Respiratory risks rise

With Christmas and New Years gatherings passing by or still coming, a heavy flu season joined by an uptick in other respiratory illnesses could spoil the holidays for many.

At the state level, a recent article from Capitol News Illinois titled “Public health officials urge caution around respiratory illness” notes the Illinois Department of Public Health has warned county health departments and hospitals around the state to advise the use of masks and other measures to prevent the spread of COVID and other viruses.

As the article further notes, an uptick in COVID hospitalizations in the state is largely localized to a few pockets including a stretch of central to western counties from Christian to McDonough as well as Kankakee and Iroquois counties to the eastern part of the state.

This is according to data from the Centers for Disease Control, which has remained largely the same since the article was published Dec. 19.

Locally, CDC data indicates a low rate of COVID hospitalizations for Monroe, Randolph and St. Clair counties with 6.3 new COVID hospitalizations per 100,000 population over the past week.

As the article notes, COVID is not the only concern among IDPH as the agency is also tracking hospital admissions due to influenza and respiratory syncytial virus.

Monroe County Health Department Administrator John Wagner spoke in regard to COVID and RSV, saying the former has been relatively steady over the last month with a slight increase at the start of December.

RSV has been similar, with a small surge in daycares at the top of the month without much of an increase lately, though Wagner said the respiratory illnesses could see new activity in the wake of holiday gatherings.

“Have not seen anything recently, no recent uptick,” Wagner said Tuesday. “Now we’ll wait and see. Give me a call in a week or a week and a half after the holidays and then we’ll see what’s going on then with everybody visiting and stuff like that.”

Asked how this year compares to the 2022 flu season, Wagner said there isn’t much difference as of yet.

“It’s about the same. RSV seems to be a little more prevalent this year than last year,” Wagner said. “As far as COVID and everything, it seems to be remaining about the same.”

Wagner noted, as he has in the past, that home testing and reporting changes make it somewhat more difficult to accurately gauge the state of COVID cases.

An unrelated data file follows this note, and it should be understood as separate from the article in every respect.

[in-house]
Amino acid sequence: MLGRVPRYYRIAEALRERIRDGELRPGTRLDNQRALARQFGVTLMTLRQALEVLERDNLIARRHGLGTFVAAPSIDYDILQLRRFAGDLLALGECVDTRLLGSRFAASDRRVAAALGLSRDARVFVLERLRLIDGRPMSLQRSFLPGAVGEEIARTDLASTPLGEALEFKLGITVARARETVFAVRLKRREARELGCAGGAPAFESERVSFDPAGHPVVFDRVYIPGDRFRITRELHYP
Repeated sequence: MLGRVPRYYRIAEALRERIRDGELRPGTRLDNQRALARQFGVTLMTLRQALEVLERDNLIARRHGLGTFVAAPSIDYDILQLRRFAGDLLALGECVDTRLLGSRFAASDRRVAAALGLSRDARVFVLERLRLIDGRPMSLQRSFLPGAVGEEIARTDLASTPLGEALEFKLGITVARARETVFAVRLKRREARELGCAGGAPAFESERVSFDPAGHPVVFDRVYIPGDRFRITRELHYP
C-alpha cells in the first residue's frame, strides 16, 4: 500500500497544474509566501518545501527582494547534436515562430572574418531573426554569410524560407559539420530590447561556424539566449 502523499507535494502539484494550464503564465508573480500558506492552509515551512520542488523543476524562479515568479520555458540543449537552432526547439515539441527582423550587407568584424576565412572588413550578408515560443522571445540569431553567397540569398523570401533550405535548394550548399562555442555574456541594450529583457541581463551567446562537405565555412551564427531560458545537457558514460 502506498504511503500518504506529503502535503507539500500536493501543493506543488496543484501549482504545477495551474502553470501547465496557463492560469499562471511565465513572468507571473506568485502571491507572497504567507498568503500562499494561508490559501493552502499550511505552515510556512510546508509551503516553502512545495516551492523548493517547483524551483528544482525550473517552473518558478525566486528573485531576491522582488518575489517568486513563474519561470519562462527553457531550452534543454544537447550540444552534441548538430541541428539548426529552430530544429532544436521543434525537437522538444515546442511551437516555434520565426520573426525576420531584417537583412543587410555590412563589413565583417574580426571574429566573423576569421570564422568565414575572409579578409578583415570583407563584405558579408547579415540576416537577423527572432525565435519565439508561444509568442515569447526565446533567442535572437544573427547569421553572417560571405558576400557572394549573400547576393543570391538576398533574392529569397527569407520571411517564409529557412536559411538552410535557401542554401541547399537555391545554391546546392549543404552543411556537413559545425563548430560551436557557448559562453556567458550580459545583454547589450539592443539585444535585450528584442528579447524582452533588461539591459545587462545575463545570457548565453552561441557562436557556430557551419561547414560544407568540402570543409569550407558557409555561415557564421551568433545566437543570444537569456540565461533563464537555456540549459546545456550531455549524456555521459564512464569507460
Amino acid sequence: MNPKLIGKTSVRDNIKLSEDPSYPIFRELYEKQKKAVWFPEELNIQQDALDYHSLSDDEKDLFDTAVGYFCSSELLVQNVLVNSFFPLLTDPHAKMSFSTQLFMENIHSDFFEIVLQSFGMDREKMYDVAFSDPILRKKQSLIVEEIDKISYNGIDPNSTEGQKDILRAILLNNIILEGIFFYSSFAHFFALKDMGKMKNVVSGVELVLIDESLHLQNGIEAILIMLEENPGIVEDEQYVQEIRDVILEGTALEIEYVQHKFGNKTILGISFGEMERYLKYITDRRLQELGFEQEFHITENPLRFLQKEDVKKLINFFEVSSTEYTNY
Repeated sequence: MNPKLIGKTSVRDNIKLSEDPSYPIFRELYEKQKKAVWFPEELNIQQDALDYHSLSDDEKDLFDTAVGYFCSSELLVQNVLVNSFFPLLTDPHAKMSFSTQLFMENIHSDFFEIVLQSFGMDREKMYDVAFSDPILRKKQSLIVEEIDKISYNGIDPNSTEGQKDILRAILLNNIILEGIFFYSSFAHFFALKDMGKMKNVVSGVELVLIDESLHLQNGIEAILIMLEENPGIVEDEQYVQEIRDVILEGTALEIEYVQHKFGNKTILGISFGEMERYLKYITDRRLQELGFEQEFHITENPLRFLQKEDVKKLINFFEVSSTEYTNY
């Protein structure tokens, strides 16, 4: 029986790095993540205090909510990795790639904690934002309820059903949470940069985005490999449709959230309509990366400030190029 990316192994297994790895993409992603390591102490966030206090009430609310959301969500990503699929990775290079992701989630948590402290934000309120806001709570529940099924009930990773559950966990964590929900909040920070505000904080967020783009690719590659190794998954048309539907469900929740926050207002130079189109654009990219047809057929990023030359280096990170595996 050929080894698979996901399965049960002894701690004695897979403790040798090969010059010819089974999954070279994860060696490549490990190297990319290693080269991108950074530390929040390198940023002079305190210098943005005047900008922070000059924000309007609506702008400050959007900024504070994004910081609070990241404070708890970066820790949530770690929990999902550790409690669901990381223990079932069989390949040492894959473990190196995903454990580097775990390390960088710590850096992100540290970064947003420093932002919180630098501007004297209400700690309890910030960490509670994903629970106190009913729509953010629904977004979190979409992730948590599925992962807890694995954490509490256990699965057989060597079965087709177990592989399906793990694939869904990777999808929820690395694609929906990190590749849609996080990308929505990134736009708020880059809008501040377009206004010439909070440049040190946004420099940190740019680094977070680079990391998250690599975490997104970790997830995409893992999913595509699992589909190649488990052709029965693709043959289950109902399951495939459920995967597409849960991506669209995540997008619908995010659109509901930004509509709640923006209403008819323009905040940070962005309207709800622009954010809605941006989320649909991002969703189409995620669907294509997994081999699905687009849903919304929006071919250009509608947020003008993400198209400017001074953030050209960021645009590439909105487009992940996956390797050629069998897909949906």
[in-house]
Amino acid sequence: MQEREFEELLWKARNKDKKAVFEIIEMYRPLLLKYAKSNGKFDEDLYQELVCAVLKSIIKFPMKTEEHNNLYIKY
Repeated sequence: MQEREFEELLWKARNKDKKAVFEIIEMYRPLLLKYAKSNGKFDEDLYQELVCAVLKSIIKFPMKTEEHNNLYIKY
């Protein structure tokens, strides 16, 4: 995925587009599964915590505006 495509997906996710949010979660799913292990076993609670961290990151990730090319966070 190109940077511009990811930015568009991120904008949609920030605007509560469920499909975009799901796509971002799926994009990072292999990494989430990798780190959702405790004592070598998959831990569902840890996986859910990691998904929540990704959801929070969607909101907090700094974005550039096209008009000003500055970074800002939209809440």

Wagner added much of the concern in regard to COVID lies with high-risk populations, though they are inherently at a greater risk as COVID spreads through the general public.

Offering additional perspective was Jason Newland, a pediatric infectious diseases physician with St. Louis Children’s Hospital and Washington University.

Newland said this latest respiratory illness season was comparable to years prior to the COVID pandemic as far as RSV and flu, with COVID serving as a new player.

He explained that he’s seen a typical uptick in RSV over the last few months with its regular mid-October appearance.

The flu typically comes around this time of December with an increase in cases seen through the coming week.

Newland added that comparing this year and the previous flu seasons, last year’s respiratory illnesses saw a surge in cases much earlier than usual, though, as far as the amount of cases, winter is always busy for him.

“In children’s hospitals around this time, our hospitals become extremely full, and it’s driven by respiratory illnesses,” Newland said. “One of the big ones is RSV, and RSV impacts those infants, especially infants less than six months of age. The younger you are, the greater risk you are of being hospitalized, and not only being just in the hospital but in the intensive care unit.”

The unique aspect of this year Newland pointed out was less to do with greater illnesses and more concerning additional prevention options with vaccines and immunizations.

He noted an RSV vaccine for both elderly individuals – who can also be very susceptible to infection – and pregnant mothers which allow their babies to have antibodies for the virus for their first few months when they’re especially vulnerable.

Newland also mentioned an immunization option for infants, explaining that a vaccine is an active process where the body learns to respond to a disease and make the antibodies necessary to fight it where an immunization is a passive process in which antibodies are injected which offer protection but will eventually fade.

He expressed concerns about vaccine hesitancy, recalling what has happened in recent years with the COVID vaccine, though he also spoke hopefully about parents following the recommended immunization schedule to help keep their babies healthy.

Along with vaccine and immunization recommendations, Newland pointed to the typical respiratory virus prevention methods.

“We all learned during the pandemic what will protect you from getting these colds,” Newland said. “One is a mask. Wear a mask. I was on a plane today, I wore a mask because I heard a lot of people coughing. Wash our hands… And if you have a cold, and you’re gonna go visit, don’t touch the baby. Keep the baby away. Let the little infant who could be at the greatest risk of being in the hospital because of a cold like RSV, that’s the person to protect.”

To contact the Monroe County Health Department for flu and COVID vaccine options, call 618-939-3871.

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Andrew Unverferth

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